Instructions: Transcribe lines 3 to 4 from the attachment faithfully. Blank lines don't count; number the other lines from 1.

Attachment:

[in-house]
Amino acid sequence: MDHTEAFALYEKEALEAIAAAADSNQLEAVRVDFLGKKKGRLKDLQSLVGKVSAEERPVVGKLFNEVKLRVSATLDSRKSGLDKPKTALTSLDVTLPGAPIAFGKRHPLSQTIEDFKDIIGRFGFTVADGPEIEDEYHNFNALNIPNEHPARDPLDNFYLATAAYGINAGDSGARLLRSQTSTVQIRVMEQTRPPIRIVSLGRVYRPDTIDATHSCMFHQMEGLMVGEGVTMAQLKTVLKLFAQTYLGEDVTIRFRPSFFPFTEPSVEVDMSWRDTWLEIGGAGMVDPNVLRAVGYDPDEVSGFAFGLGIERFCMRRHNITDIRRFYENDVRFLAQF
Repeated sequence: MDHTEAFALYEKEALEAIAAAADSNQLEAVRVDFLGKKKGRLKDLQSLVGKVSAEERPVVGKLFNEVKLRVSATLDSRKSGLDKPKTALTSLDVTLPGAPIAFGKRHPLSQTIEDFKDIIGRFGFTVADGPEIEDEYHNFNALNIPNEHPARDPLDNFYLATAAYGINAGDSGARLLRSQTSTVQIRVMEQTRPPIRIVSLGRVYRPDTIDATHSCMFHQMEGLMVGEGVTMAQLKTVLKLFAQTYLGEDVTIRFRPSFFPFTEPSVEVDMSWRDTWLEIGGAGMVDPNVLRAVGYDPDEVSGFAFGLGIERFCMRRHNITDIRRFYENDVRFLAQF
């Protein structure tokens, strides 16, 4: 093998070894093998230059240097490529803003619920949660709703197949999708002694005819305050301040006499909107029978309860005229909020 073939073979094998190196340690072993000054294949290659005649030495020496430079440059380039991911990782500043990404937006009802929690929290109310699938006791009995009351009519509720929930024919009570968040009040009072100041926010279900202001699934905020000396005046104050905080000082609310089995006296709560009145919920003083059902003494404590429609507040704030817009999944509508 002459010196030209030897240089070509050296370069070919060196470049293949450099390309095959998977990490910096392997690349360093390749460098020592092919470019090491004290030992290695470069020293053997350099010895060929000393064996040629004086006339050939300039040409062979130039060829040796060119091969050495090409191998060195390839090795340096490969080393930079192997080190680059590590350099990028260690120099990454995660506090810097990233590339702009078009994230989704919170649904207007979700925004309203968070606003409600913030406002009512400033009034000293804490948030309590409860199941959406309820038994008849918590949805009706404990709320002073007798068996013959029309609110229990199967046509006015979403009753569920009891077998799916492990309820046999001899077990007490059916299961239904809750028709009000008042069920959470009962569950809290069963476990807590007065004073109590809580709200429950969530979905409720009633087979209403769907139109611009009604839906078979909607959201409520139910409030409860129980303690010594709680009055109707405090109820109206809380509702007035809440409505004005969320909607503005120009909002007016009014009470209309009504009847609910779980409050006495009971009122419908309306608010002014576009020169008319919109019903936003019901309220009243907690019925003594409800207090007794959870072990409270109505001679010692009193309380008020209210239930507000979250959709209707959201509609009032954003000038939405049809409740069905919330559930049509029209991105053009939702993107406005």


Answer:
Repeated sequence: MDHTEAFALYEKEALEAIAAAADSNQLEAVRVDFLGKKKGRLKDLQSLVGKVSAEERPVVGKLFNEVKLRVSATLDSRKSGLDKPKTALTSLDVTLPGAPIAFGKRHPLSQTIEDFKDIIGRFGFTVADGPEIEDEYHNFNALNIPNEHPARDPLDNFYLATAAYGINAGDSGARLLRSQTSTVQIRVMEQTRPPIRIVSLGRVYRPDTIDATHSCMFHQMEGLMVGEGVTMAQLKTVLKLFAQTYLGEDVTIRFRPSFFPFTEPSVEVDMSWRDTWLEIGGAGMVDPNVLRAVGYDPDEVSGFAFGLGIERFCMRRHNITDIRRFYENDVRFLAQF
């Protein structure tokens, strides 16, 4: 093998070894093998230059240097490529803003619920949660709703197949999708002694005819305050301040006499909107029978309860005229909020 073939073979094998190196340690072993000054294949290659005649030495020496430079440059380039991911990782500043990404937006009802929690929290109310699938006791009995009351009519509720929930024919009570968040009040009072100041926010279900202001699934905020000396005046104050905080000082609310089995006296709560009145919920003083059902003494404590429609507040704030817009999944509508 002459010196030209030897240089070509050296370069070919060196470049293949450099390309095959998977990490910096392997690349360093390749460098020592092919470019090491004290030992290695470069020293053997350099010895060929000393064996040629004086006339050939300039040409062979130039060829040796060119091969050495090409191998060195390839090795340096490969080393930079192997080190680059590590350099990028260690120099990454995660506090810097990233590339702009078009994230989704919170649904207007979700925004309203968070606003409600913030406002009512400033009034000293804490948030309590409860199941959406309820038994008849918590949805009706404990709320002073007798068996013959029309609110229990199967046509006015979403009753569920009891077998799916492990309820046999001899077990007490059916299961239904809750028709009000008042069920959470009962569950809290069963476990807590007065004073109590809580709200429950969530979905409720009633087979209403769907139109611009009604839906078979909607959201409520139910409030409860129980303690010594709680009055109707405090109820109206809380509702007035809440409505004005969320909607503005120009909002007016009014009470209309009504009847609910779980409050006495009971009122419908309306608010002014576009020169008319919109019903936003019901309220009243907690019925003594409800207090007794959870072990409270109505001679010692009193309380008020209210239930507000979250959709209707959201509609009032954003000038939405049809409740069905919330559930049509029209991105053009939702993107406005």